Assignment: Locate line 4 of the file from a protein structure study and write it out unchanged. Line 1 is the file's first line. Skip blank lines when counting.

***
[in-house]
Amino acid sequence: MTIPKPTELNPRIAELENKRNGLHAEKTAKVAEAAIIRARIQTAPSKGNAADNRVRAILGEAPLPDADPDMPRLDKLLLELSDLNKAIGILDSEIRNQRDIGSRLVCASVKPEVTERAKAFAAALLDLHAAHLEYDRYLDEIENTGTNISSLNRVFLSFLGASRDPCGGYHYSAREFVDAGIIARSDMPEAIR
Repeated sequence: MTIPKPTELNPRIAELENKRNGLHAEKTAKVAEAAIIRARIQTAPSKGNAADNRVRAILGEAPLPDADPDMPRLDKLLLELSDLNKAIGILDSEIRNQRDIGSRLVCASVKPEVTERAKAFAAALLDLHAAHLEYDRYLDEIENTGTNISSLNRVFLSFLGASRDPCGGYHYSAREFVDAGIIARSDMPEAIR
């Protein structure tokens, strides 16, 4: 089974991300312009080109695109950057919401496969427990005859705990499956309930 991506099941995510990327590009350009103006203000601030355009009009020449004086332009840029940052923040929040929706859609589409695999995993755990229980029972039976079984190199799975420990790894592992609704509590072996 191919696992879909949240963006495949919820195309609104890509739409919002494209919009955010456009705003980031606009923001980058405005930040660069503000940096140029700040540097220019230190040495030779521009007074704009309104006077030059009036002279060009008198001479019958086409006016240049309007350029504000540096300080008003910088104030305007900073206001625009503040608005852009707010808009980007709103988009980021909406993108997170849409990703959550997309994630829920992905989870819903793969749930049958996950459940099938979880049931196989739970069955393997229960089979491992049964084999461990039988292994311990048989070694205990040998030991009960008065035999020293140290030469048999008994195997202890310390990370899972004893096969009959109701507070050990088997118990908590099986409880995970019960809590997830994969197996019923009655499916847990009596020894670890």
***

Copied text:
């Protein structure tokens, strides 16, 4: 089974991300312009080109695109950057919401496969427990005859705990499956309930 991506099941995510990327590009350009103006203000601030355009009009020449004086332009840029940052923040929040929706859609589409695999995993755990229980029972039976079984190199799975420990790894592992609704509590072996 191919696992879909949240963006495949919820195309609104890509739409919002494209919009955010456009705003980031606009923001980058405005930040660069503000940096140029700040540097220019230190040495030779521009007074704009309104006077030059009036002279060009008198001479019958086409006016240049309007350029504000540096300080008003910088104030305007900073206001625009503040608005852009707010808009980007709103988009980021909406993108997170849409990703959550997309994630829920992905989870819903793969749930049958996950459940099938979880049931196989739970069955393997229960089979491992049964084999461990039988292994311990048989070694205990040998030991009960008065035999020293140290030469048999008994195997202890310390990370899972004893096969009959109701507070050990088997118990908590099986409880995970019960809590997830994969197996019923009655499916847990009596020894670890």